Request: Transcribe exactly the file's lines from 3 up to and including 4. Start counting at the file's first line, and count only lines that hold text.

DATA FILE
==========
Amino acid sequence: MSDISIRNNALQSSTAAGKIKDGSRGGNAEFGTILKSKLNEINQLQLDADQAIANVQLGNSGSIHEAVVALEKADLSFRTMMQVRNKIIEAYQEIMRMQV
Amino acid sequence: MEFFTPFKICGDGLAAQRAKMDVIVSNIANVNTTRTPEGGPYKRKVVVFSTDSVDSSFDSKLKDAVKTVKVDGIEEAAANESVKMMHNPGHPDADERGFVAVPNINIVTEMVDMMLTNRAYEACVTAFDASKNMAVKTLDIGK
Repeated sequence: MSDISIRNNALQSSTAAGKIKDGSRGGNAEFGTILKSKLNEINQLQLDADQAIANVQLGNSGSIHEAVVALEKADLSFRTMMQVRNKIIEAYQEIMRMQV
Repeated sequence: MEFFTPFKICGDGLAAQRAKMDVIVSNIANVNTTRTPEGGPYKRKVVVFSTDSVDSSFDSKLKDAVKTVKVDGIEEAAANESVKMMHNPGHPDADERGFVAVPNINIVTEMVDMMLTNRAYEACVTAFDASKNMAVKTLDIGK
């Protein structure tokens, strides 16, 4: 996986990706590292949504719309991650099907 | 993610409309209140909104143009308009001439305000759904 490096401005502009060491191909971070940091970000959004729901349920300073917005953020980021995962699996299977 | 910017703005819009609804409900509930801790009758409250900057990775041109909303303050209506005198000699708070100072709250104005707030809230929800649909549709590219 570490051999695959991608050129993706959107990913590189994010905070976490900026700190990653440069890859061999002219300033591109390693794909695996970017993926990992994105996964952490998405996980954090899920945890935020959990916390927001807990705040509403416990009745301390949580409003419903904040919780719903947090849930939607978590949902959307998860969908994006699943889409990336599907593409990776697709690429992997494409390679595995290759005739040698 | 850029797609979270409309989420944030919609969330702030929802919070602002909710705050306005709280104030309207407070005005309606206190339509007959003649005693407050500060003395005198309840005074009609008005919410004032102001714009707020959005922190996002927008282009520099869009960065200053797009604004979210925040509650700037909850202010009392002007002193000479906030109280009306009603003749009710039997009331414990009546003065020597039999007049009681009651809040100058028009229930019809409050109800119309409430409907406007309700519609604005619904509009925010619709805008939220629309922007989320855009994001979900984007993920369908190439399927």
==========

Repeated sequence: MSDISIRNNALQSSTAAGKIKDGSRGGNAEFGTILKSKLNEINQLQLDADQAIANVQLGNSGSIHEAVVALEKADLSFRTMMQVRNKIIEAYQEIMRMQV
Repeated sequence: MEFFTPFKICGDGLAAQRAKMDVIVSNIANVNTTRTPEGGPYKRKVVVFSTDSVDSSFDSKLKDAVKTVKVDGIEEAAANESVKMMHNPGHPDADERGFVAVPNINIVTEMVDMMLTNRAYEACVTAFDASKNMAVKTLDIGK